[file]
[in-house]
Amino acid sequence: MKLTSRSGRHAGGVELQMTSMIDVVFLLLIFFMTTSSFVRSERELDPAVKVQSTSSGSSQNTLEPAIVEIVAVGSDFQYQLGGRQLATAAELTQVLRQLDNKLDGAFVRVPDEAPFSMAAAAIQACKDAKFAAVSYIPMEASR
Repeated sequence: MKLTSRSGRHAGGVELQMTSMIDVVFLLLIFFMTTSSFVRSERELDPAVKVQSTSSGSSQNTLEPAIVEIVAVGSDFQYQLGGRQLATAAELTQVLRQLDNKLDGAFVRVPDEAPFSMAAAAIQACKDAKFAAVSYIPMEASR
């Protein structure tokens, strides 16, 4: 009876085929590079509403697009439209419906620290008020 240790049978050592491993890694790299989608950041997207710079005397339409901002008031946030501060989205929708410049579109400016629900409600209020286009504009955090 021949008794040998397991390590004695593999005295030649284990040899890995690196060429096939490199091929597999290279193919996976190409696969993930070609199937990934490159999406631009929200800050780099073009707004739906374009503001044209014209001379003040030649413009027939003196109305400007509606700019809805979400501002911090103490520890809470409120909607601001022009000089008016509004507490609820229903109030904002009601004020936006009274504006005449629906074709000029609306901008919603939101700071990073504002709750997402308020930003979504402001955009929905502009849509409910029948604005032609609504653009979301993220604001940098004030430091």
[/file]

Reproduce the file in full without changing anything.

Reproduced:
[in-house]
Amino acid sequence: MKLTSRSGRHAGGVELQMTSMIDVVFLLLIFFMTTSSFVRSERELDPAVKVQSTSSGSSQNTLEPAIVEIVAVGSDFQYQLGGRQLATAAELTQVLRQLDNKLDGAFVRVPDEAPFSMAAAAIQACKDAKFAAVSYIPMEASR
Repeated sequence: MKLTSRSGRHAGGVELQMTSMIDVVFLLLIFFMTTSSFVRSERELDPAVKVQSTSSGSSQNTLEPAIVEIVAVGSDFQYQLGGRQLATAAELTQVLRQLDNKLDGAFVRVPDEAPFSMAAAAIQACKDAKFAAVSYIPMEASR
């Protein structure tokens, strides 16, 4: 009876085929590079509403697009439209419906620290008020 240790049978050592491993890694790299989608950041997207710079005397339409901002008031946030501060989205929708410049579109400016629900409600209020286009504009955090 021949008794040998397991390590004695593999005295030649284990040899890995690196060429096939490199091929597999290279193919996976190409696969993930070609199937990934490159999406631009929200800050780099073009707004739906374009503001044209014209001379003040030649413009027939003196109305400007509606700019809805979400501002911090103490520890809470409120909607601001022009000089008016509004507490609820229903109030904002009601004020936006009274504006005449629906074709000029609306901008919603939101700071990073504002709750997402308020930003979504402001955009929905502009849509409910029948604005032609609504653009979301993220604001940098004030430091």